Identifying and evaluating the duties, responsibilities, tasks, and authority level of a job is common practice in any organization.  What makes government human capital systems increasingly unique is how it undertakes and uses this practice.   Position classification is combined with job evaluations to determine the “comparative worth” of different jobs within government.   This approach is needed to deliver on the human capital system’s primary objective: internal compensation equity across completely unrelated types of government occupations.  As MMB has said, “Evaluating job content (the kind and level of work assigned to a position) rather than individual qualifications or employee performance allows for quantitative comparison of one state job to another [emphasis ours].  Evaluation and comparison provides the foundation for consistent state-wide classification and compensation practices.”[2]    

This is accomplished by assigning “points” to each position based on specific job characteristics and factors like know-how, problem solving, and accountability.    Summing the points quantifies each job’s value to government, and the relative worth of all government occupations can be compared against each other.  It’s difficult to find a human resource practice more controversial than “point factor” job evaluation.    Supporters say it’s a respected job evaluation process used successfully for decades in the private, public and not-for-profit sectors.  Detractors have described it as “a completely opaque, black box … the administration of which cannot be easily explained or defended because it is half voodoo.”[3] Unfortunately, neither the results of Minnesota state job evaluations nor the recency of these evaluations is readily available to the public.[4]   

Regardless of its merits -- or lack thereof -- this “blind pursuit of horizontal equity,” as NAPA describes it, has significant implementation problems and consequences:

  • The timeliness of job evaluations is a chronic issue – The federal government’s Merit Systems Protection Board notes governments face enormous challenges in committing the time and financial resources needed to update these evaluations to reflect “new jobs” as well as the evolution of government work.   For example, at the federal level, which employs a similar system, the Office of Personnel Management found 30% of white collar positions had not been updated since 1990 and some hadn’t been updated since 1970.    Here in Minnesota and according to the latest MMB job evaluation information, it appears several information technology job classes haven’t been rerated in over twenty years.   It’s safe to say a few things may have evolved in the world of IT occupations, skills, knowledge, capabilities and responsibilities in the last couple of decades.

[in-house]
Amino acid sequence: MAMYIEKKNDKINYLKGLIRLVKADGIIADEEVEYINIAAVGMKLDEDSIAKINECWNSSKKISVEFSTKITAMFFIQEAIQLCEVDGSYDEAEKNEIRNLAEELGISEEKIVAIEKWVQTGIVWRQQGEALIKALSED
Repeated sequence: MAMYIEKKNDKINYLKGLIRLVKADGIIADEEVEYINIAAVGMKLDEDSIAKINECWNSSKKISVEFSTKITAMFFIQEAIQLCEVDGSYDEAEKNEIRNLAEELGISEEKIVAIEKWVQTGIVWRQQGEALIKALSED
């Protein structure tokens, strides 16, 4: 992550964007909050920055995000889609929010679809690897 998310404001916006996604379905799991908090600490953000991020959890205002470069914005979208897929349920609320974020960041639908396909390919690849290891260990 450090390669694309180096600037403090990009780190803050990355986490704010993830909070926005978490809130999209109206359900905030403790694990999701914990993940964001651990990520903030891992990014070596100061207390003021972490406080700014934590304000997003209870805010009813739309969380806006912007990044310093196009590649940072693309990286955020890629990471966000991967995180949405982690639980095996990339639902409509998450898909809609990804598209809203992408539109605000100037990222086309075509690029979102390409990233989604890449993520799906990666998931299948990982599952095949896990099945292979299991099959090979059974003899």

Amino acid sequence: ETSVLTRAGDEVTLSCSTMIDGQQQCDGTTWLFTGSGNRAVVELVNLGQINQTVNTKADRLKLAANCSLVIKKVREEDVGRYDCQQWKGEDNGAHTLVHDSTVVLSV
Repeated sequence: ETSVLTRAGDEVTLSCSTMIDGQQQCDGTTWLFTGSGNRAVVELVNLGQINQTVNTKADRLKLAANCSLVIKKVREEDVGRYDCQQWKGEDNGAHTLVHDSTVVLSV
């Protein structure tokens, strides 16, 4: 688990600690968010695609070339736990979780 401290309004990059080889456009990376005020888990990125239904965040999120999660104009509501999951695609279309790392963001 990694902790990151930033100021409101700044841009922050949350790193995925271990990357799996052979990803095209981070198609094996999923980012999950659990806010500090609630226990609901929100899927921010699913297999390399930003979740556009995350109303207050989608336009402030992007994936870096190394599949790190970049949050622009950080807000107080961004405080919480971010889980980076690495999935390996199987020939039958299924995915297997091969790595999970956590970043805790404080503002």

• Incentives for title and grade inflation are created – Facing this timeliness obstacle it becomes easier to get an existing job reclassified or create a new class – especially when there is a need to retain talent no longer eligible for tenure (“step”) increases.   As author and compensation expert Jim Brennan states, “The moment an evaluated job's internally equitable pay falls too far below the market-clearing rate, it generally gets re-evaluated upwards, reclassified by a content/title tweak or artificially promoted.”[5]   Tacking on another discrete job class (e.g.  “Hydrologist 5”), adding discriminating qualifiers (e.g.  “junior” “senior” “intermediate” “principal” ), and employing such descriptors in combinations creates ever more finer distinctions between jobs resulting in what NAPA calls “bureausclerosis.”  
  • Government operations are handcuffed in the delivery of their mission -- As NAPA argues, “seeking fairness by addressing every single situation through an identical, uniform, strictly regulated path without consideration or pursuit of alternatives that can better address changing conditions is not effective human capital management.”   The “one size fits all” approach to government employment prevents government from accommodating unique circumstances surrounding an agency’s mission, circumstances, and needs.

Once upon a time current practice didn’t create as much potential for conflict with labor markets, especially when individuals were more likely to stay with the same employer for years if not their entire career.  Today, government human resource experts note how technological advancement, automation, and the increasing complexity of issues in which government participates has -- as in private industry  -- driven the demand for a wide variety of new professional talent and emerging skills sets, knowledge, and capabilities.    “Government work” is very different than it was a half century ago.